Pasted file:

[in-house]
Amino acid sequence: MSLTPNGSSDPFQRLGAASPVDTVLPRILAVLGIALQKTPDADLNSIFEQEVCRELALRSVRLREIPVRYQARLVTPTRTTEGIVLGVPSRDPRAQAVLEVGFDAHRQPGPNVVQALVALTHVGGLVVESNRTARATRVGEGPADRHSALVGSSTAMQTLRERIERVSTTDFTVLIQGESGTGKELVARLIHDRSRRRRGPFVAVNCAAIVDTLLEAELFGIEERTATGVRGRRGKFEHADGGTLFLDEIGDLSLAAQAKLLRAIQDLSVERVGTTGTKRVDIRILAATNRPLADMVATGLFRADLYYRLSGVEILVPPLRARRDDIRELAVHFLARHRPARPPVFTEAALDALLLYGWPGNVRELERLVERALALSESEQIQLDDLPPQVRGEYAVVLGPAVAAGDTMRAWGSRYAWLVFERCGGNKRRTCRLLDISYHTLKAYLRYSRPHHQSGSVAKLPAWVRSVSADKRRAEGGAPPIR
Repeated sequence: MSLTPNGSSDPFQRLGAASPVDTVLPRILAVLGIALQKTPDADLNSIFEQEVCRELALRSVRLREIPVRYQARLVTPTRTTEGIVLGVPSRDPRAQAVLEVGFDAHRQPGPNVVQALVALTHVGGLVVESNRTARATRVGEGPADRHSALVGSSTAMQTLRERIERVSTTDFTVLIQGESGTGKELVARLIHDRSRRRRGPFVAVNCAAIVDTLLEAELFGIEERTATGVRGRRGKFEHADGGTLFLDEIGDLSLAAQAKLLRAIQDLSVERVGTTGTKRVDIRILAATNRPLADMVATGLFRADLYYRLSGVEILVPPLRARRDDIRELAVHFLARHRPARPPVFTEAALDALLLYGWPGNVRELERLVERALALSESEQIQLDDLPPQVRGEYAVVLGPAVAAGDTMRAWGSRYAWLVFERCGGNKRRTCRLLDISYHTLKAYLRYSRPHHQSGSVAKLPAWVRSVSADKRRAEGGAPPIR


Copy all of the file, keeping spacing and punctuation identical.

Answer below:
[in-house]
Amino acid sequence: MSLTPNGSSDPFQRLGAASPVDTVLPRILAVLGIALQKTPDADLNSIFEQEVCRELALRSVRLREIPVRYQARLVTPTRTTEGIVLGVPSRDPRAQAVLEVGFDAHRQPGPNVVQALVALTHVGGLVVESNRTARATRVGEGPADRHSALVGSSTAMQTLRERIERVSTTDFTVLIQGESGTGKELVARLIHDRSRRRRGPFVAVNCAAIVDTLLEAELFGIEERTATGVRGRRGKFEHADGGTLFLDEIGDLSLAAQAKLLRAIQDLSVERVGTTGTKRVDIRILAATNRPLADMVATGLFRADLYYRLSGVEILVPPLRARRDDIRELAVHFLARHRPARPPVFTEAALDALLLYGWPGNVRELERLVERALALSESEQIQLDDLPPQVRGEYAVVLGPAVAAGDTMRAWGSRYAWLVFERCGGNKRRTCRLLDISYHTLKAYLRYSRPHHQSGSVAKLPAWVRSVSADKRRAEGGAPPIR
Repeated sequence: MSLTPNGSSDPFQRLGAASPVDTVLPRILAVLGIALQKTPDADLNSIFEQEVCRELALRSVRLREIPVRYQARLVTPTRTTEGIVLGVPSRDPRAQAVLEVGFDAHRQPGPNVVQALVALTHVGGLVVESNRTARATRVGEGPADRHSALVGSSTAMQTLRERIERVSTTDFTVLIQGESGTGKELVARLIHDRSRRRRGPFVAVNCAAIVDTLLEAELFGIEERTATGVRGRRGKFEHADGGTLFLDEIGDLSLAAQAKLLRAIQDLSVERVGTTGTKRVDIRILAATNRPLADMVATGLFRADLYYRLSGVEILVPPLRARRDDIRELAVHFLARHRPARPPVFTEAALDALLLYGWPGNVRELERLVERALALSESEQIQLDDLPPQVRGEYAVVLGPAVAAGDTMRAWGSRYAWLVFERCGGNKRRTCRLLDISYHTLKAYLRYSRPHHQSGSVAKLPAWVRSVSADKRRAEGGAPPIR